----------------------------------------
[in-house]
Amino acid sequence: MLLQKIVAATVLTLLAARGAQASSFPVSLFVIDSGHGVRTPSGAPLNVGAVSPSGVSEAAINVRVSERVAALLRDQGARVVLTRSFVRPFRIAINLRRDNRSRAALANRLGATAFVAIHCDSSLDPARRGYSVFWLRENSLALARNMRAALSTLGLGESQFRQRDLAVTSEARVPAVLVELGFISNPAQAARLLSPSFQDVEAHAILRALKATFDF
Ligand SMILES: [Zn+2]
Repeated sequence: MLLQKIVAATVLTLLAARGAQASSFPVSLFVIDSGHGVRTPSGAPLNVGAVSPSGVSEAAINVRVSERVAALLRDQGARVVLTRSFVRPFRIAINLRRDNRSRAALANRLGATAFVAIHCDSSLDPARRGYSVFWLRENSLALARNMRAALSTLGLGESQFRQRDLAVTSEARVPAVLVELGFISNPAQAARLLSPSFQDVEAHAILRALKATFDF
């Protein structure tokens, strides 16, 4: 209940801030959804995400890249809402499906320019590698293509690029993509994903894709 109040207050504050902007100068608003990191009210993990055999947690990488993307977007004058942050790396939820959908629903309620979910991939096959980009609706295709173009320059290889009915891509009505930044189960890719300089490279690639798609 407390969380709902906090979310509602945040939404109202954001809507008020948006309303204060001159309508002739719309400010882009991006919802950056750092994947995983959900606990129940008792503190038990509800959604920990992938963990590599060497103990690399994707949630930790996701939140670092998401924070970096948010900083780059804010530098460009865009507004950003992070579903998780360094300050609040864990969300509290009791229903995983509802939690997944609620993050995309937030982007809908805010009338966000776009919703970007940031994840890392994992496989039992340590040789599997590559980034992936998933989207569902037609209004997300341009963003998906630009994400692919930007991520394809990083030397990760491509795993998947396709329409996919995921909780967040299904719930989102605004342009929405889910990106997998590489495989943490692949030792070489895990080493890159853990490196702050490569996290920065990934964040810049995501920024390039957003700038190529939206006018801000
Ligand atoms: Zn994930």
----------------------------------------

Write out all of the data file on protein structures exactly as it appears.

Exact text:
[in-house]
Amino acid sequence: MLLQKIVAATVLTLLAARGAQASSFPVSLFVIDSGHGVRTPSGAPLNVGAVSPSGVSEAAINVRVSERVAALLRDQGARVVLTRSFVRPFRIAINLRRDNRSRAALANRLGATAFVAIHCDSSLDPARRGYSVFWLRENSLALARNMRAALSTLGLGESQFRQRDLAVTSEARVPAVLVELGFISNPAQAARLLSPSFQDVEAHAILRALKATFDF
Ligand SMILES: [Zn+2]
Repeated sequence: MLLQKIVAATVLTLLAARGAQASSFPVSLFVIDSGHGVRTPSGAPLNVGAVSPSGVSEAAINVRVSERVAALLRDQGARVVLTRSFVRPFRIAINLRRDNRSRAALANRLGATAFVAIHCDSSLDPARRGYSVFWLRENSLALARNMRAALSTLGLGESQFRQRDLAVTSEARVPAVLVELGFISNPAQAARLLSPSFQDVEAHAILRALKATFDF
């Protein structure tokens, strides 16, 4: 209940801030959804995400890249809402499906320019590698293509690029993509994903894709 109040207050504050902007100068608003990191009210993990055999947690990488993307977007004058942050790396939820959908629903309620979910991939096959980009609706295709173009320059290889009915891509009505930044189960890719300089490279690639798609 407390969380709902906090979310509602945040939404109202954001809507008020948006309303204060001159309508002739719309400010882009991006919802950056750092994947995983959900606990129940008792503190038990509800959604920990992938963990590599060497103990690399994707949630930790996701939140670092998401924070970096948010900083780059804010530098460009865009507004950003992070579903998780360094300050609040864990969300509290009791229903995983509802939690997944609620993050995309937030982007809908805010009338966000776009919703970007940031994840890392994992496989039992340590040789599997590559980034992936998933989207569902037609209004997300341009963003998906630009994400692919930007991520394809990083030397990760491509795993998947396709329409996919995921909780967040299904719930989102605004342009929405889910990106997998590489495989943490692949030792070489895990080493890159853990490196702050490569996290920065990934964040810049995501920024390039957003700038190529939206006018801000
Ligand atoms: Zn994930």